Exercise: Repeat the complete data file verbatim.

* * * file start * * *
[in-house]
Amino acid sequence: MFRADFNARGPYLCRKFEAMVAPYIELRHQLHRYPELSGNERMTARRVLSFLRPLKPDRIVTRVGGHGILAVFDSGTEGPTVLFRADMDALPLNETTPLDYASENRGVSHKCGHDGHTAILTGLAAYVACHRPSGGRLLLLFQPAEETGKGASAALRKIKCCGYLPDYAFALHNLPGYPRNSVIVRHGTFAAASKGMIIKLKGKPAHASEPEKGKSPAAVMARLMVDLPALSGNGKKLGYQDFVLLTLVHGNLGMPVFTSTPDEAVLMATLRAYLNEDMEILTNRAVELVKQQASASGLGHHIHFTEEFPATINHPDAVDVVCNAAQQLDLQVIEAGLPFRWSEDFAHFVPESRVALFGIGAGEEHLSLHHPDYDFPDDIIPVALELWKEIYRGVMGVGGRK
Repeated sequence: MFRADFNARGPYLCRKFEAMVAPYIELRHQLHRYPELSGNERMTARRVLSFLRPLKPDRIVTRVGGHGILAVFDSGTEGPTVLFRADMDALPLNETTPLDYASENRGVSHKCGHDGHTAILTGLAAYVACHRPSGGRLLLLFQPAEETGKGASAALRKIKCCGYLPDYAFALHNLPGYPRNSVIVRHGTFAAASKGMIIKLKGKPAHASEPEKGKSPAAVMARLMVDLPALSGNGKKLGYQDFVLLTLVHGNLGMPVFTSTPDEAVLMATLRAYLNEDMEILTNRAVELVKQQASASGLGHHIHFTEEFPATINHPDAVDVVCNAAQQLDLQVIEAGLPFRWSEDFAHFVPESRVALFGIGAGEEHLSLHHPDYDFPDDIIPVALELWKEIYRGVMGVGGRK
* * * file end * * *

[in-house]
Amino acid sequence: MFRADFNARGPYLCRKFEAMVAPYIELRHQLHRYPELSGNERMTARRVLSFLRPLKPDRIVTRVGGHGILAVFDSGTEGPTVLFRADMDALPLNETTPLDYASENRGVSHKCGHDGHTAILTGLAAYVACHRPSGGRLLLLFQPAEETGKGASAALRKIKCCGYLPDYAFALHNLPGYPRNSVIVRHGTFAAASKGMIIKLKGKPAHASEPEKGKSPAAVMARLMVDLPALSGNGKKLGYQDFVLLTLVHGNLGMPVFTSTPDEAVLMATLRAYLNEDMEILTNRAVELVKQQASASGLGHHIHFTEEFPATINHPDAVDVVCNAAQQLDLQVIEAGLPFRWSEDFAHFVPESRVALFGIGAGEEHLSLHHPDYDFPDDIIPVALELWKEIYRGVMGVGGRK
Repeated sequence: MFRADFNARGPYLCRKFEAMVAPYIELRHQLHRYPELSGNERMTARRVLSFLRPLKPDRIVTRVGGHGILAVFDSGTEGPTVLFRADMDALPLNETTPLDYASENRGVSHKCGHDGHTAILTGLAAYVACHRPSGGRLLLLFQPAEETGKGASAALRKIKCCGYLPDYAFALHNLPGYPRNSVIVRHGTFAAASKGMIIKLKGKPAHASEPEKGKSPAAVMARLMVDLPALSGNGKKLGYQDFVLLTLVHGNLGMPVFTSTPDEAVLMATLRAYLNEDMEILTNRAVELVKQQASASGLGHHIHFTEEFPATINHPDAVDVVCNAAQQLDLQVIEAGLPFRWSEDFAHFVPESRVALFGIGAGEEHLSLHHPDYDFPDDIIPVALELWKEIYRGVMGVGGRK